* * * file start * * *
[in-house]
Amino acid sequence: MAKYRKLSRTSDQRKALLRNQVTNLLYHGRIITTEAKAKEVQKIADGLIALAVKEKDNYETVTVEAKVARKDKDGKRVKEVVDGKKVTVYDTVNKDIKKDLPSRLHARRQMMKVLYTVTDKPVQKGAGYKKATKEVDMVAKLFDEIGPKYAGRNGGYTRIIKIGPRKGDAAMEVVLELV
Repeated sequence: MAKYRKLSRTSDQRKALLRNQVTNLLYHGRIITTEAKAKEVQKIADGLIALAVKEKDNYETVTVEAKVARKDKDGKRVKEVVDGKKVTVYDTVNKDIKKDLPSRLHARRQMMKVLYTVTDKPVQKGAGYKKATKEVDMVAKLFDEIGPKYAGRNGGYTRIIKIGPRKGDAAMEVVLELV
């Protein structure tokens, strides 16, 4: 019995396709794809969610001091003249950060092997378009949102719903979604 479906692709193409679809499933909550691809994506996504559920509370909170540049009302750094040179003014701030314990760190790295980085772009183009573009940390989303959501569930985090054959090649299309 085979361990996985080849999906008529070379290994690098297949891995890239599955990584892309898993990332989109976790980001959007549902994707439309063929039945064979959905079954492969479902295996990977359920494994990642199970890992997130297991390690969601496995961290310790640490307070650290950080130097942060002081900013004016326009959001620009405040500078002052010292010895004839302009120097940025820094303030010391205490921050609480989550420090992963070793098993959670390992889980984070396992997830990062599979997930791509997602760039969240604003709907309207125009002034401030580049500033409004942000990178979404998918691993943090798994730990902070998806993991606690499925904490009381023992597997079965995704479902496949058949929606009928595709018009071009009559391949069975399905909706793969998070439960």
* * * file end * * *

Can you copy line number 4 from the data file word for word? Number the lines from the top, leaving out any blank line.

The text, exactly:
């Protein structure tokens, strides 16, 4: 019995396709794809969610001091003249950060092997378009949102719903979604 479906692709193409679809499933909550691809994506996504559920509370909170540049009302750094040179003014701030314990760190790295980085772009183009573009940390989303959501569930985090054959090649299309 085979361990996985080849999906008529070379290994690098297949891995890239599955990584892309898993990332989109976790980001959007549902994707439309063929039945064979959905079954492969479902295996990977359920494994990642199970890992997130297991390690969601496995961290310790640490307070650290950080130097942060002081900013004016326009959001620009405040500078002052010292010895004839302009120097940025820094303030010391205490921050609480989550420090992963070793098993959670390992889980984070396992997830990062599979997930791509997602760039969240604003709907309207125009002034401030580049500033409004942000990178979404998918691993943090798994730990902070998806993991606690499925904490009381023992597997079965995704479902496949058949929606009928595709018009071009009559391949069975399905909706793969998070439960």